## Filters and Convolution

A reason for the importance of convolution (defined in
§7.2.4) is that *every linear time-invariant
system ^{8.7}can be represented by a convolution*. Thus, in the
convolution equation

we may interpret as the

*input*signal to a filter, as the

*output*signal, and as the

*digital filter*, as shown in Fig.8.12.

The *impulse* or ``unit pulse'' signal is defined by

The impulse signal is the *identity element* under convolution,
since

*impulse response*of the filter.

It turns out in general that every linear time-invariant (LTI) system (filter) is completely described by its impulse response [68]. No matter what the LTI system is, we can feed it an impulse, record what comes out, call it , and implement the system by convolving the input signal with the impulse response . In other words, every LTI system has a convolution representation in terms of its impulse response.

### Frequency Response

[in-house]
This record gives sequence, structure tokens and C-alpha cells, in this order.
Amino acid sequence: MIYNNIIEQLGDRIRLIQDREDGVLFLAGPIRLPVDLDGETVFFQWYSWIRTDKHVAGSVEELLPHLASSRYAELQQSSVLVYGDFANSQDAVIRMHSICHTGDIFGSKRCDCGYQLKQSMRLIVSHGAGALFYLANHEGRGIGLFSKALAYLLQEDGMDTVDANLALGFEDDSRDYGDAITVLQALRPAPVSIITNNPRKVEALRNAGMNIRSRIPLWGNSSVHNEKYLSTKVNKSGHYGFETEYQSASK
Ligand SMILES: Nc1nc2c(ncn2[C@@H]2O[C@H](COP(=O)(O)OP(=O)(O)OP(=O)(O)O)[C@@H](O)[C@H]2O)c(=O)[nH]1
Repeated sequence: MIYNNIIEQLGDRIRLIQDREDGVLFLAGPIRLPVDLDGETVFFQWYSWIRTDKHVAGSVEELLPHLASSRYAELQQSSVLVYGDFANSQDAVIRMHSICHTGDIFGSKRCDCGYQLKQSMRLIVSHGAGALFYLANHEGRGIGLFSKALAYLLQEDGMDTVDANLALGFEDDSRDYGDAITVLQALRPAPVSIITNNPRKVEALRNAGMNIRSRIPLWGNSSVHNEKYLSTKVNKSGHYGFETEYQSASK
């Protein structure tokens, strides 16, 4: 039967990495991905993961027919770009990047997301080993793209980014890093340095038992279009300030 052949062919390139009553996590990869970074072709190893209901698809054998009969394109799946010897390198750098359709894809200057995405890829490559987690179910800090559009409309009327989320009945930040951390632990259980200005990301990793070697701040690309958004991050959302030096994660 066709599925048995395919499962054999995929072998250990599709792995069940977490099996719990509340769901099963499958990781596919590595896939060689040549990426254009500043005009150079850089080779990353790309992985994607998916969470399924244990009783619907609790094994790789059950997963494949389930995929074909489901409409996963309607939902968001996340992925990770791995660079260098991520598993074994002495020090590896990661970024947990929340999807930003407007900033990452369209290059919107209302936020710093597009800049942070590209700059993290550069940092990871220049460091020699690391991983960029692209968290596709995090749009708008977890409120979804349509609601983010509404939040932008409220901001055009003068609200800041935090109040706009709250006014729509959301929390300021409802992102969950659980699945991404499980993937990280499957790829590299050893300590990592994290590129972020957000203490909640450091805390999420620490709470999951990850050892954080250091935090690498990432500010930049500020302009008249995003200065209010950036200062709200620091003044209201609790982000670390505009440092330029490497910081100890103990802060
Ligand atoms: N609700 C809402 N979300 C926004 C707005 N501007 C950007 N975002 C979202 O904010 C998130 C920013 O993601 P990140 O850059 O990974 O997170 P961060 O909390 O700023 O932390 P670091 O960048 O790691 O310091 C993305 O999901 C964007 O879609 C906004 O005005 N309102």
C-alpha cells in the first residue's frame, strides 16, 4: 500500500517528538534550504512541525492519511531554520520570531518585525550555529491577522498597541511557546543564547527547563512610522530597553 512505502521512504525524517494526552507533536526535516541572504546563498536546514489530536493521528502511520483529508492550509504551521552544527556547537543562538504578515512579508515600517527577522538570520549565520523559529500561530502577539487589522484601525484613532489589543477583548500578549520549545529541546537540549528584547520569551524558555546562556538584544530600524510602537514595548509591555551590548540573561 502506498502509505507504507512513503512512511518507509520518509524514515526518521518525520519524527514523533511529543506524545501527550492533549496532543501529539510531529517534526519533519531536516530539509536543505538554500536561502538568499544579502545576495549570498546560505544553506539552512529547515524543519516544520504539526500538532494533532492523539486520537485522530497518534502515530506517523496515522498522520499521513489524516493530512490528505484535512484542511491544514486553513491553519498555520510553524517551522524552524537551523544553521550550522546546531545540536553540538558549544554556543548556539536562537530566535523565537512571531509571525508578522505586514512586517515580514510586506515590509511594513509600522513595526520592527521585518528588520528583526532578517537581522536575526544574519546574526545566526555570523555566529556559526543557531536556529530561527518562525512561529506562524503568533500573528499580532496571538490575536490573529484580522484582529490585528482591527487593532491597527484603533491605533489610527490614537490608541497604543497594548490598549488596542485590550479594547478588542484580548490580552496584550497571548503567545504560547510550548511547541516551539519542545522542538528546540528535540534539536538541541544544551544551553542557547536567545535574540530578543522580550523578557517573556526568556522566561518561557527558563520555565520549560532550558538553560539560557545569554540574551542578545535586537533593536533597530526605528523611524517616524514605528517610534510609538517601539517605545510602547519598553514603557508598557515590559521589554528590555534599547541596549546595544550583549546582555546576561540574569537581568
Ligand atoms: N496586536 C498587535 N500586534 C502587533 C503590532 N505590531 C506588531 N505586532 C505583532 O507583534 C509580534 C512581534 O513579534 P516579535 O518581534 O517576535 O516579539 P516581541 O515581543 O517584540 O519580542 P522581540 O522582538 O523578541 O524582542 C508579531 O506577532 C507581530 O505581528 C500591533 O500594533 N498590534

**Definition: **The *frequency response* of an LTI filter may be defined
as the Fourier transform of its impulse response. In particular, for
finite, discrete-time signals
, the sampled frequency
response may be defined as

*i.e.*,

### Amplitude Response

**Definition: **The *amplitude response* of a filter is defined as
the *magnitude* of the frequency response

*gain*of the filter at frequency , since

### Phase Response

**Definition: **The *phase response* of a filter is defined as
the *phase* of its frequency response:

The topics touched upon in this section are developed more fully in the next book [68] in the music signal processing series mentioned in the preface.

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Correlation Analysis

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Spectrograms